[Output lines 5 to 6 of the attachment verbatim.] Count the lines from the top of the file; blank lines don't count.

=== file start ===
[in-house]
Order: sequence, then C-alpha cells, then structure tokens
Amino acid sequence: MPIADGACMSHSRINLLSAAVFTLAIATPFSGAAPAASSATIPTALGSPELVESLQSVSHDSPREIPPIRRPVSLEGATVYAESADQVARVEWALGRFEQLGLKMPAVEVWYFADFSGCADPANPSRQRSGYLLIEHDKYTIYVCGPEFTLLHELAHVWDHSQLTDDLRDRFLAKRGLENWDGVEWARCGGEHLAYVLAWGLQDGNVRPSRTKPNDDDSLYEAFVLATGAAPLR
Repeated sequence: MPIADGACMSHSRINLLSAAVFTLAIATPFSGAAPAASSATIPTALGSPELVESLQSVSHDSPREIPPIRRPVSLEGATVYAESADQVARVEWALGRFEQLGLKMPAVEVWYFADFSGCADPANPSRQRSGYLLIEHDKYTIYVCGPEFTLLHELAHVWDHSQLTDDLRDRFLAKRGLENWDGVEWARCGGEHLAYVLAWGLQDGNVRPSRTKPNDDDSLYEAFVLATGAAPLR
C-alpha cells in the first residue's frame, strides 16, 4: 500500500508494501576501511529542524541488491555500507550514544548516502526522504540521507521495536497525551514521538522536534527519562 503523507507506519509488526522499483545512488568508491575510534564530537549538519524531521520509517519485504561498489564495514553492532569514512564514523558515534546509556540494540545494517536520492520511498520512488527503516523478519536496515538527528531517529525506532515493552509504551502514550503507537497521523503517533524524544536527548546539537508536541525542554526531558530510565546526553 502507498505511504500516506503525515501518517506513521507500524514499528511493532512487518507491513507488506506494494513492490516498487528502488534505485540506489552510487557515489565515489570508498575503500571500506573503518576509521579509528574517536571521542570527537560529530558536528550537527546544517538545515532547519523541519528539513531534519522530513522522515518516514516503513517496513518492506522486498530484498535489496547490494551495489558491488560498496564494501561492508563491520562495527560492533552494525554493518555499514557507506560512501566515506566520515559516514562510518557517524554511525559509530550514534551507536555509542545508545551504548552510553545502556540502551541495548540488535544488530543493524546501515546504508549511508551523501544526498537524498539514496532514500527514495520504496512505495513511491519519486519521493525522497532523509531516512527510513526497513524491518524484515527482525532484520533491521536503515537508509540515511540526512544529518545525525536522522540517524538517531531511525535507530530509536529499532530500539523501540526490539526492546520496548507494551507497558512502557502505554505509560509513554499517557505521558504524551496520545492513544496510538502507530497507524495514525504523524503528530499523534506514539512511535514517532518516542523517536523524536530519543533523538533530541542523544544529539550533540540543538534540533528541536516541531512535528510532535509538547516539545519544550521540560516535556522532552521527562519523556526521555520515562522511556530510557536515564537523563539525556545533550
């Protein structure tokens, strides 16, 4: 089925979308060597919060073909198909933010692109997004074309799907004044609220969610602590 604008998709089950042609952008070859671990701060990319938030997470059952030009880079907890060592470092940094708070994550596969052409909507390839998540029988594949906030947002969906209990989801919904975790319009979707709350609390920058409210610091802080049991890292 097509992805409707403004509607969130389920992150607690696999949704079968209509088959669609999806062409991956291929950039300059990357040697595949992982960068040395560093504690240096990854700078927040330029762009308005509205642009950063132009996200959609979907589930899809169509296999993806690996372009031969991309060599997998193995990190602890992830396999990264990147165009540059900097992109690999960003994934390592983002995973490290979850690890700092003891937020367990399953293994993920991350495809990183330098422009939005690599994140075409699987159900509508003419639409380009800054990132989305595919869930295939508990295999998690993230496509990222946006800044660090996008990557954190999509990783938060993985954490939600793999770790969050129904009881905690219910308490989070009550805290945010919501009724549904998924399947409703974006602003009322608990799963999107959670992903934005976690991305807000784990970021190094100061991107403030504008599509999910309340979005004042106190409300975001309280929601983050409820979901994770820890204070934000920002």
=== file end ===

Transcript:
C-alpha cells in the first residue's frame, strides 16, 4: 500500500508494501576501511529542524541488491555500507550514544548516502526522504540521507521495536497525551514521538522536534527519562 503523507507506519509488526522499483545512488568508491575510534564530537549538519524531521520509517519485504561498489564495514553492532569514512564514523558515534546509556540494540545494517536520492520511498520512488527503516523478519536496515538527528531517529525506532515493552509504551502514550503507537497521523503517533524524544536527548546539537508536541525542554526531558530510565546526553 502507498505511504500516506503525515501518517506513521507500524514499528511493532512487518507491513507488506506494494513492490516498487528502488534505485540506489552510487557515489565515489570508498575503500571500506573503518576509521579509528574517536571521542570527537560529530558536528550537527546544517538545515532547519523541519528539513531534519522530513522522515518516514516503513517496513518492506522486498530484498535489496547490494551495489558491488560498496564494501561492508563491520562495527560492533552494525554493518555499514557507506560512501566515506566520515559516514562510518557517524554511525559509530550514534551507536555509542545508545551504548552510553545502556540502551541495548540488535544488530543493524546501515546504508549511508551523501544526498537524498539514496532514500527514495520504496512505495513511491519519486519521493525522497532523509531516512527510513526497513524491518524484515527482525532484520533491521536503515537508509540515511540526512544529518545525525536522522540517524538517531531511525535507530530509536529499532530500539523501540526490539526492546520496548507494551507497558512502557502505554505509560509513554499517557505521558504524551496520545492513544496510538502507530497507524495514525504523524503528530499523534506514539512511535514517532518516542523517536523524536530519543533523538533530541542523544544529539550533540540543538534540533528541536516541531512535528510532535509538547516539545519544550521540560516535556522532552521527562519523556526521555520515562522511556530510557536515564537523563539525556545533550
């Protein structure tokens, strides 16, 4: 089925979308060597919060073909198909933010692109997004074309799907004044609220969610602590 604008998709089950042609952008070859671990701060990319938030997470059952030009880079907890060592470092940094708070994550596969052409909507390839998540029988594949906030947002969906209990989801919904975790319009979707709350609390920058409210610091802080049991890292 097509992805409707403004509607969130389920992150607690696999949704079968209509088959669609999806062409991956291929950039300059990357040697595949992982960068040395560093504690240096990854700078927040330029762009308005509205642009950063132009996200959609979907589930899809169509296999993806690996372009031969991309060599997998193995990190602890992830396999990264990147165009540059900097992109690999960003994934390592983002995973490290979850690890700092003891937020367990399953293994993920991350495809990183330098422009939005690599994140075409699987159900509508003419639409380009800054990132989305595919869930295939508990295999998690993230496509990222946006800044660090996008990557954190999509990783938060993985954490939600793999770790969050129904009881905690219910308490989070009550805290945010919501009724549904998924399947409703974006602003009322608990799963999107959670992903934005976690991305807000784990970021190094100061991107403030504008599509999910309340979005004042106190409300975001309280929601983050409820979901994770820890204070934000920002």